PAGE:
Metabolic Disorders | CHOP Research Institute
 

Metabolic Disorders

The purpose of this study is to find out more about mRNA-3705, a study drug that is being tested and is not approved by the U.

The purpose of this study is to find out if JR-141, an experimental drug, works better than the standard treatment, idursulfase, for MPS II (Hunter Syndrome) and how safe and effective it is in the management of central nervous system symptoms and other body symptoms related to MPS II.

This research study is focused on patients who have Cystathionine beta synthase deficiency Homocystinuria (CBSDH).

Establish connections between biomarkers and the stage and grade of bone and cartilage disease in MPS patients.

Inherited Metabolic Disorders (IMD) are single gene conditions that affect metabolic pathways.

Our team at the Congenital Hyperinsulinism Center at CHOP is working on a research study to determine whether an experimental gene therapy product, DTX401, is safe and effective in people with glycogen storage disease type Ia (GSDIa)

Published on
Apr 27, 2022
Dr. Nissim studies the relationship of the metabolome and the fluxome to the genome in normal and disease states.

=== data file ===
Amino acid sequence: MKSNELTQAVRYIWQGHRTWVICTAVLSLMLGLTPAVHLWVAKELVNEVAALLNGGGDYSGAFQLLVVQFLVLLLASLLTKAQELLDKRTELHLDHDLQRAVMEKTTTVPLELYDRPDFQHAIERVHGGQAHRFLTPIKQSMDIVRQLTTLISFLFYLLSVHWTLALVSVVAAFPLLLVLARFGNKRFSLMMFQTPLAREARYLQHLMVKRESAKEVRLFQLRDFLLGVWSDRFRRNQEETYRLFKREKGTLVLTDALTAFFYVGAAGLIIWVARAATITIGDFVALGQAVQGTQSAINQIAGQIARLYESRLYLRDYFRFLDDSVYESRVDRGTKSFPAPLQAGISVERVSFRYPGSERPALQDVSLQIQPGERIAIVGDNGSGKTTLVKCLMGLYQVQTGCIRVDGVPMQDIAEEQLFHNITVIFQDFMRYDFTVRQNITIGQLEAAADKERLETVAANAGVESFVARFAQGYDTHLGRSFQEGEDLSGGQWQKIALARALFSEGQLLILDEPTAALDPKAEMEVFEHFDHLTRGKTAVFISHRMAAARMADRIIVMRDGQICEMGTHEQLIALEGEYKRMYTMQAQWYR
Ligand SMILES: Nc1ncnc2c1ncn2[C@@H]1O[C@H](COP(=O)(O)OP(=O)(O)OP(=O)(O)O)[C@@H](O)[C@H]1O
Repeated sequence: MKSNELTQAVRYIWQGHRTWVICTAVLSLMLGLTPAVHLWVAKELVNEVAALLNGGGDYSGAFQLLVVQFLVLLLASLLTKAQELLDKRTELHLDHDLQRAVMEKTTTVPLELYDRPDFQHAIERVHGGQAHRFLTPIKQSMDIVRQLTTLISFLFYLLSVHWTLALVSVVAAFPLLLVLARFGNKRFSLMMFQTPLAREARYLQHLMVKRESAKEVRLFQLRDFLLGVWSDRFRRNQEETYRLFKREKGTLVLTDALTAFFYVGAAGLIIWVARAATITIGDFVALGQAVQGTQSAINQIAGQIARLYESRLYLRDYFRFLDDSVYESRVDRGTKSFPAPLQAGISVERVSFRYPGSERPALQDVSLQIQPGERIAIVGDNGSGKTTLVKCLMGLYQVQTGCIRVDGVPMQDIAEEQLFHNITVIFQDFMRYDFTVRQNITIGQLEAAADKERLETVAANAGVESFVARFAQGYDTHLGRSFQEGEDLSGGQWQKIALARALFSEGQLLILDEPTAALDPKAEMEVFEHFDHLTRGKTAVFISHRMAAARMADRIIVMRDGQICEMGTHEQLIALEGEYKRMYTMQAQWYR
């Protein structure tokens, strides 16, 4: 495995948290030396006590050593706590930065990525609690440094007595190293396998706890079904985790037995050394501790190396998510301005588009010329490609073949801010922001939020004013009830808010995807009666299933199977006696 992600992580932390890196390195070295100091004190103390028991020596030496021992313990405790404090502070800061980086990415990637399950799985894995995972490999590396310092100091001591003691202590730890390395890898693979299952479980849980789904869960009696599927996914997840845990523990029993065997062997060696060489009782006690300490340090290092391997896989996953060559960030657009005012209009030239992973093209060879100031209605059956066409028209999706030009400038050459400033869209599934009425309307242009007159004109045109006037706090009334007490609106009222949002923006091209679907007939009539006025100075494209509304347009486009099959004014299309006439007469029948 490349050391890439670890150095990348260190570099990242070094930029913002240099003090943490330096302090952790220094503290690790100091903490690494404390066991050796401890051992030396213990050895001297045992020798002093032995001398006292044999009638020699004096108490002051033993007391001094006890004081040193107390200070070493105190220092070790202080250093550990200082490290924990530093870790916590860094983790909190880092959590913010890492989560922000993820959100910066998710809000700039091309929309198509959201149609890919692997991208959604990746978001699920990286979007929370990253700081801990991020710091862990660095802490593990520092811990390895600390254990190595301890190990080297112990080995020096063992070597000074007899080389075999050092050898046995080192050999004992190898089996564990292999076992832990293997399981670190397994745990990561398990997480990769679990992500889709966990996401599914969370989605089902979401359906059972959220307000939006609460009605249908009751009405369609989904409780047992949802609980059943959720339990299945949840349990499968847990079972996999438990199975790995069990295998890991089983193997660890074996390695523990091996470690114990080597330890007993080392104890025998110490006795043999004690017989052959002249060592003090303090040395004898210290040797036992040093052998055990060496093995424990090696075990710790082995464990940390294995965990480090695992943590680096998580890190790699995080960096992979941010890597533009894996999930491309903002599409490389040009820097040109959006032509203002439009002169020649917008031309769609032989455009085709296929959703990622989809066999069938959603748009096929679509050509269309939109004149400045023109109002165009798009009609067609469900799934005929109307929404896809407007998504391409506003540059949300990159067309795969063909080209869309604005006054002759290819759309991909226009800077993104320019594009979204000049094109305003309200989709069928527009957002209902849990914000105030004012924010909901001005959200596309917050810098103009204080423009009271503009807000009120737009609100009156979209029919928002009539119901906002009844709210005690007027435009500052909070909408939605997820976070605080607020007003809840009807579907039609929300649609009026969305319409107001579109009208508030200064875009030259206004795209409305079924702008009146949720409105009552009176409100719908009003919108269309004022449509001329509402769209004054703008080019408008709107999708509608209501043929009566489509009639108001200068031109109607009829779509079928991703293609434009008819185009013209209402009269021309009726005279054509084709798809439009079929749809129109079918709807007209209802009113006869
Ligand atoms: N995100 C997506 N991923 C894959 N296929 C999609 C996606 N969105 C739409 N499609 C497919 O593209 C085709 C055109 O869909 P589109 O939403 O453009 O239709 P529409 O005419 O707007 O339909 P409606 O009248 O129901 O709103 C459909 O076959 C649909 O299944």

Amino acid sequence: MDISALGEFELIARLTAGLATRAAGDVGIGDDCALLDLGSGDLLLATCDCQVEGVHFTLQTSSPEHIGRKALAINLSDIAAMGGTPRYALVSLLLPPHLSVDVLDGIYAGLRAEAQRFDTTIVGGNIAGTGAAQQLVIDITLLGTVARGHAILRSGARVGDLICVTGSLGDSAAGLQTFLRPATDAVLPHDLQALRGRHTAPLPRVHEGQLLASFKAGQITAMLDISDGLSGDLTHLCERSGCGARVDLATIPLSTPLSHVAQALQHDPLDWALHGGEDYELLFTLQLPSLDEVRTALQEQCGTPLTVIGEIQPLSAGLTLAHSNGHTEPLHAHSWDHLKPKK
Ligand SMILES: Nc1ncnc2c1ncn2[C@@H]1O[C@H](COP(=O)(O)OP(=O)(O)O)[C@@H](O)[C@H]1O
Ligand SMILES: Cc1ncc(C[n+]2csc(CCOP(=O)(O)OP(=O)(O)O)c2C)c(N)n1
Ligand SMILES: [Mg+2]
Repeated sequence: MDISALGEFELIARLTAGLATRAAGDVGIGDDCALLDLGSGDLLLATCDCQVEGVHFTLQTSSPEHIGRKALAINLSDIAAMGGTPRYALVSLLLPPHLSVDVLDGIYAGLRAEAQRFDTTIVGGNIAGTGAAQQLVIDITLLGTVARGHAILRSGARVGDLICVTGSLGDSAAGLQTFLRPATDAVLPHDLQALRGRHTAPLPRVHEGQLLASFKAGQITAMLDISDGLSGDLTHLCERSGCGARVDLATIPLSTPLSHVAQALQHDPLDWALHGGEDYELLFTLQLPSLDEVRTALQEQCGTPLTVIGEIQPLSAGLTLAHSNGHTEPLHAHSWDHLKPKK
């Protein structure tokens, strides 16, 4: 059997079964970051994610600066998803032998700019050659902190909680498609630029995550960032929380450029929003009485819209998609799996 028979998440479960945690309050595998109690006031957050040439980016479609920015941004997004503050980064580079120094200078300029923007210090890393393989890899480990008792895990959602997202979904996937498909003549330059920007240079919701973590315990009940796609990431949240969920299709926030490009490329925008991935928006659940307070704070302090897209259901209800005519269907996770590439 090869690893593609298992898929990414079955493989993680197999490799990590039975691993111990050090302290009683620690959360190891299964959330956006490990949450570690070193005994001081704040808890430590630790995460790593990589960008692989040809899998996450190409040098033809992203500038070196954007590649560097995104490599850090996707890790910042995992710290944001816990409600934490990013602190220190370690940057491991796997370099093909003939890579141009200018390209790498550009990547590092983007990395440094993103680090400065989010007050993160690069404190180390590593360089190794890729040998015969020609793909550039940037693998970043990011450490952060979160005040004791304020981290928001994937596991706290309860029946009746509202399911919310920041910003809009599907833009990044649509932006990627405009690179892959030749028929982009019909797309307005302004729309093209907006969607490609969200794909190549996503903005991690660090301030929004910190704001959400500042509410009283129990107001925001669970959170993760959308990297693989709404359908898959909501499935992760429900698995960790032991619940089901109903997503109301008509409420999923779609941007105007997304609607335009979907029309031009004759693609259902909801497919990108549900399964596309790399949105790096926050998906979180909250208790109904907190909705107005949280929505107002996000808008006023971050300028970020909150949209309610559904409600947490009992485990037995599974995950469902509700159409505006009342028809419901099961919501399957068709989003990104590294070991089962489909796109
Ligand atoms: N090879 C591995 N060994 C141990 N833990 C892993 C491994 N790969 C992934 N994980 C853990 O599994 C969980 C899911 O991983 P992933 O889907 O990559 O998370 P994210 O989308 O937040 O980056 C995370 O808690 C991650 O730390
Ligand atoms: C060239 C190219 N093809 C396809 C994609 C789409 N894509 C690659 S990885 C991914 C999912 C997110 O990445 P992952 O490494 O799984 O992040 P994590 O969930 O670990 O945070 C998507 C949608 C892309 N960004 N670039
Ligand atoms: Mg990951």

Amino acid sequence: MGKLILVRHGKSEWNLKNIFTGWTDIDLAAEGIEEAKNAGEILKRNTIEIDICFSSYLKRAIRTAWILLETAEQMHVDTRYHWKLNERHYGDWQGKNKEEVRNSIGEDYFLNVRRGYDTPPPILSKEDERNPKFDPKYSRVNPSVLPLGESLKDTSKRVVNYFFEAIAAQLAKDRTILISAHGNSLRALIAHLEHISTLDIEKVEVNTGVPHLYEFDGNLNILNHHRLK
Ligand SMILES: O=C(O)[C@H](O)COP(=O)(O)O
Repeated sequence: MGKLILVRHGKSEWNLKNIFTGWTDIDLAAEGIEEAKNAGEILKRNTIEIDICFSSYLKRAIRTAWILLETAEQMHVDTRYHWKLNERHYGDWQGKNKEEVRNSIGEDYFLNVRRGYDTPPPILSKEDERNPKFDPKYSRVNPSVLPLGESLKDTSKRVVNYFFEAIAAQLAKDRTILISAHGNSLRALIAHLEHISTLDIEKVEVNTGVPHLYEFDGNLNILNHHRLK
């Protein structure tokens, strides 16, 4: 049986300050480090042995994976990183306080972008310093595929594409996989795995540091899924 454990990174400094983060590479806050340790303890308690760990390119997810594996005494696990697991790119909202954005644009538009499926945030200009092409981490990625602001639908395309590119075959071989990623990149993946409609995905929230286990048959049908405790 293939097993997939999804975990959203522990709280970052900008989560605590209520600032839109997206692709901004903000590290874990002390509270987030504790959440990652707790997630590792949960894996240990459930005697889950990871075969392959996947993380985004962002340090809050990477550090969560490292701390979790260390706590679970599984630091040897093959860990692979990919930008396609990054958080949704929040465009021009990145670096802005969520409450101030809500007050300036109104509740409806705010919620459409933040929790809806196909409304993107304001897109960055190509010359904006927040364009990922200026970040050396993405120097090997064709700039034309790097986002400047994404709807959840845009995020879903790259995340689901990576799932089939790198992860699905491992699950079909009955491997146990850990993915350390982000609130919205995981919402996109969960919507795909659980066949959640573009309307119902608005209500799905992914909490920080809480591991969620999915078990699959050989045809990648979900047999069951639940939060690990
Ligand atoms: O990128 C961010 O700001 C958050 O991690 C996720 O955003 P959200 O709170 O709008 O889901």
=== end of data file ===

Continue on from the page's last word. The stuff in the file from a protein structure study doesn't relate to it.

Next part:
Dr. Xiao’s research focuses primarily on methodology and applications in clinical and genetic studies. She has extensive collaborative experience in developmental disabilities, metabolic disorders, EEG monitoring for seizure screening, chronic kidney disease, and juvenile spondyloarthritis.

E-mail:
xiaor [at] chop.edu

The Nissim Lab is led by a biochemist and a pioneer in the application of stable isotopes, mass spectrometry, and Nuclear Magnetic Resonance to study metabolome and fluxome and their coupling to genome in normal and disease states.

Dr. Nissim is a biochemist and a pioneer in the application of stable isotopes, mass spectrometry, and nuclear magnetic resonance to study metabolome and fluxome and their coupling to genome in normal and disease states. His long-standing interest focuses on understanding the cause, mechanisms, and outcome of metabolic disorders.

E-mail:
nissim [at] chop.edu